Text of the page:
Hello, again, from not-too-far-from (well, about 45 kilometres/30 miles) the newly erupting Volcán Tungurahua which has been throwing out a column of ash, flames and some rocks to a height of around three kilometres in the last few days. The volcano (5.023 metres -16.480 feet in height) has been erupting periodically since 1999, although in the last 1300 years major phases of volcanic activity have taken place every 80-100 years – in 1773, 1886, and 1916-18, hmmmm…… Anyway, at the moment the wind is taking the ash north-west so it is not noticeably reaching the land.
On the land, sand and stones continue to be moved up to be used in the construction of the toilet/shower subject to weather – there has been a fair amount of heavy rain which has stopped play from time to time. Wilson, an old friend and sometime volunteer, appeared with a couple of friends from Mera to help out, as well, which was great.
Another task to be undertaken soon is the clearance of some large fallen trees which are hanging dangerously over the waterfall. We haven’t yet quite determined how this will be done!
On a recent walk out, (with a single car passing in the whole sixteen kilometres!) one of the local, small groups of Tamarin monkeys was spotted fleetingly. They appeared darker than those usually seen, although that may have been the distance (or the sunglasses!). Another group was seen around the land last week.
The other night, on a short trip up to Prawn World, whilst observing some of the plants at the side of the path (everything appears so different at night, and there are always different species to spot) a rather large Bushmaster snake was very nearly stepped upon! We are fairly confident that it is a different one to the one released about a month ago– it appeared to be smaller, although not by much – a beautiful animal. It had disappeared a short time later……….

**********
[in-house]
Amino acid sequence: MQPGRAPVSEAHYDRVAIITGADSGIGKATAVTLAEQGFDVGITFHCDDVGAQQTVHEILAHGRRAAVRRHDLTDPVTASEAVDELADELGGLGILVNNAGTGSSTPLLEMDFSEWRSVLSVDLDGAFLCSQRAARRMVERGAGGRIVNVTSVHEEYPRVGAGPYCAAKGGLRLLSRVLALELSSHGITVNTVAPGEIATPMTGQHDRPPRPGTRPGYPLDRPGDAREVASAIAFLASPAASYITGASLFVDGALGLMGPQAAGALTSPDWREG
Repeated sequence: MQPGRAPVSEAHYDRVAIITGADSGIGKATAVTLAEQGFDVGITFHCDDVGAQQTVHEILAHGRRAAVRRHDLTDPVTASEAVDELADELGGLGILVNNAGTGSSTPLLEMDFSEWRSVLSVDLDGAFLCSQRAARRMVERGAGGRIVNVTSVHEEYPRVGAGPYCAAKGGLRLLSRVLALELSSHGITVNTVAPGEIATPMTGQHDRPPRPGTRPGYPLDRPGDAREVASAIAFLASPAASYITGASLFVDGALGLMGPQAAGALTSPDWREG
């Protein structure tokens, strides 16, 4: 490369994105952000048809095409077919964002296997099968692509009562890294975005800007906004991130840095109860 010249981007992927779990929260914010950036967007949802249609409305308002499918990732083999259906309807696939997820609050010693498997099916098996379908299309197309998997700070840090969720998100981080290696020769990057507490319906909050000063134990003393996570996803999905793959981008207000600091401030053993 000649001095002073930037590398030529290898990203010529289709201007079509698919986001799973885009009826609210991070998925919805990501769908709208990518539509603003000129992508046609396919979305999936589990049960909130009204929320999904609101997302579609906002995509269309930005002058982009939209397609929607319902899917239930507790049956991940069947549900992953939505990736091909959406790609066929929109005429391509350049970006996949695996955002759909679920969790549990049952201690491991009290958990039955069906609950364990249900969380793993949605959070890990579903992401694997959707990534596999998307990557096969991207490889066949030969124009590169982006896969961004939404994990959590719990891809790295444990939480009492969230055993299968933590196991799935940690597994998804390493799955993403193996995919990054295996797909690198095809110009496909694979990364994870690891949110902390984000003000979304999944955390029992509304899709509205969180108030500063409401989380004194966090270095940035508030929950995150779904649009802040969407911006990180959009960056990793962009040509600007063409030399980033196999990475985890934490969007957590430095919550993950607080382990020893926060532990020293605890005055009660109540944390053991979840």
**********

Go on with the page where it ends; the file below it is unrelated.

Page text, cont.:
Two female Umbrella Birds continue to be seen around the land, as well as several owl species and a large, healthy-looking coati was also seen recently in the early evening.
Just a few days ago, what at first appeared to be a sizeable bee, was spotted on the land. However, that is not what it was – it was in fact a tiny hummingbird – estimated to be not much larger than two centimetres in height, or a total length of around three-plus centimetres. It was not properly identified as it wasn’t seen for long enough to spot all of its details, unfortunately. A similar bird has been spotted before, a couple of years ago, and Laurence also saw this or a similar bird a couple of weeks ago not far away. In Ecuador, a relatively small country, there are about 130 species of hummingbirds. Hummingbirds digest their food rapidly due to their small size and high metabolism and they spend an average of 10–15% of their time feeding and 75–80% sitting and digesting. Hummingbirds are specialized nectivores and are tied to the specific flowers upon which they feed. Some species, especially those with unusual bill shapes are co-evolved with a small number of flower species. Many plants pollinated by hummingbirds produce flowers in shades of red, orange, and bright pink.
As our older tree nursery is kind of falling apart – the wooden uprights being well-past their best, the cover was removed and a new nursery is being put up on a temporary basis, at the side of the quarantine/clinic. Various endemic fruit trees are to be grown (we have the seeds), including some more palms, which will provide an appropriate habitat on the land and around to attract and support more local wildlife as well as providing potential foods for any animals we rescue /release in the future.
Thanks are due to Peter Archer for some of the photos this time round, and also to Laurence Duvauchelle for her great assistance to the Fundación as Secretary to the Management Committee (Equipo directive) from which she recently resigned.